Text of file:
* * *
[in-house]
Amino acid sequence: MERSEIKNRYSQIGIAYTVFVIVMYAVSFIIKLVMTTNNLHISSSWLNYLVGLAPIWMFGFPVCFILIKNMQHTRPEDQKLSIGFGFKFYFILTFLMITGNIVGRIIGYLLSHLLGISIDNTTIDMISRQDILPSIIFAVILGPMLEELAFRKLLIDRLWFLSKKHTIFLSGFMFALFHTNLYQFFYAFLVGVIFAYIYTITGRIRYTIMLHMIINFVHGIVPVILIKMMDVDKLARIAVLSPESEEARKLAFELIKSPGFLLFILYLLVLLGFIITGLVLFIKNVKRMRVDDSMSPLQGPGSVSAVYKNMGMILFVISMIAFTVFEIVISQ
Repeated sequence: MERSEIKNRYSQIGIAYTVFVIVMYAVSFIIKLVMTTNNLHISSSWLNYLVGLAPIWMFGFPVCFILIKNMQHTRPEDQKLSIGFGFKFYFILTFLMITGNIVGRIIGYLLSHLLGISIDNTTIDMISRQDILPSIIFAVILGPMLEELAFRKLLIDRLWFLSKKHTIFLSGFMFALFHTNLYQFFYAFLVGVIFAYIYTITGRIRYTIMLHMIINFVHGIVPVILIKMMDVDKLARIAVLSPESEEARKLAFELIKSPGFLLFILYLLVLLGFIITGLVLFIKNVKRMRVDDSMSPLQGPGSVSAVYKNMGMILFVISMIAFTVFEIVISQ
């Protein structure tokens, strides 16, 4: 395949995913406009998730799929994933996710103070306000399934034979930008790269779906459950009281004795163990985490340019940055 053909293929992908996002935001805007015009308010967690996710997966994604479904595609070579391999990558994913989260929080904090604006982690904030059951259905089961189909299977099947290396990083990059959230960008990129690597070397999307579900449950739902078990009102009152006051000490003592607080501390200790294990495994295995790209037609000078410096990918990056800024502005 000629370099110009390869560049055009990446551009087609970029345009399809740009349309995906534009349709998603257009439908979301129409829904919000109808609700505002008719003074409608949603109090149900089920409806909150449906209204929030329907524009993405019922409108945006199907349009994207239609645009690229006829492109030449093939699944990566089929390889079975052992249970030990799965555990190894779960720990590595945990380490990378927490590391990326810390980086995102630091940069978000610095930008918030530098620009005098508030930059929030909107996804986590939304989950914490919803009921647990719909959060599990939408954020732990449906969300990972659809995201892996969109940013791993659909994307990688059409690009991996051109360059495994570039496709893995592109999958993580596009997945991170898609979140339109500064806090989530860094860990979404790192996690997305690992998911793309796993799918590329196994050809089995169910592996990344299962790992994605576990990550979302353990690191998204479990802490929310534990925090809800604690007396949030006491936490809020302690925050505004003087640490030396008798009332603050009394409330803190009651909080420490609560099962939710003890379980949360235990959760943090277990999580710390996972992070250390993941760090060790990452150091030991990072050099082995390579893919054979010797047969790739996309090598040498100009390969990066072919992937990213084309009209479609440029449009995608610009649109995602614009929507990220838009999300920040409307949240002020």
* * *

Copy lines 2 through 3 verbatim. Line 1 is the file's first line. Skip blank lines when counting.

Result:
Amino acid sequence: MERSEIKNRYSQIGIAYTVFVIVMYAVSFIIKLVMTTNNLHISSSWLNYLVGLAPIWMFGFPVCFILIKNMQHTRPEDQKLSIGFGFKFYFILTFLMITGNIVGRIIGYLLSHLLGISIDNTTIDMISRQDILPSIIFAVILGPMLEELAFRKLLIDRLWFLSKKHTIFLSGFMFALFHTNLYQFFYAFLVGVIFAYIYTITGRIRYTIMLHMIINFVHGIVPVILIKMMDVDKLARIAVLSPESEEARKLAFELIKSPGFLLFILYLLVLLGFIITGLVLFIKNVKRMRVDDSMSPLQGPGSVSAVYKNMGMILFVISMIAFTVFEIVISQ
Repeated sequence: MERSEIKNRYSQIGIAYTVFVIVMYAVSFIIKLVMTTNNLHISSSWLNYLVGLAPIWMFGFPVCFILIKNMQHTRPEDQKLSIGFGFKFYFILTFLMITGNIVGRIIGYLLSHLLGISIDNTTIDMISRQDILPSIIFAVILGPMLEELAFRKLLIDRLWFLSKKHTIFLSGFMFALFHTNLYQFFYAFLVGVIFAYIYTITGRIRYTIMLHMIINFVHGIVPVILIKMMDVDKLARIAVLSPESEEARKLAFELIKSPGFLLFILYLLVLLGFIITGLVLFIKNVKRMRVDDSMSPLQGPGSVSAVYKNMGMILFVISMIAFTVFEIVISQ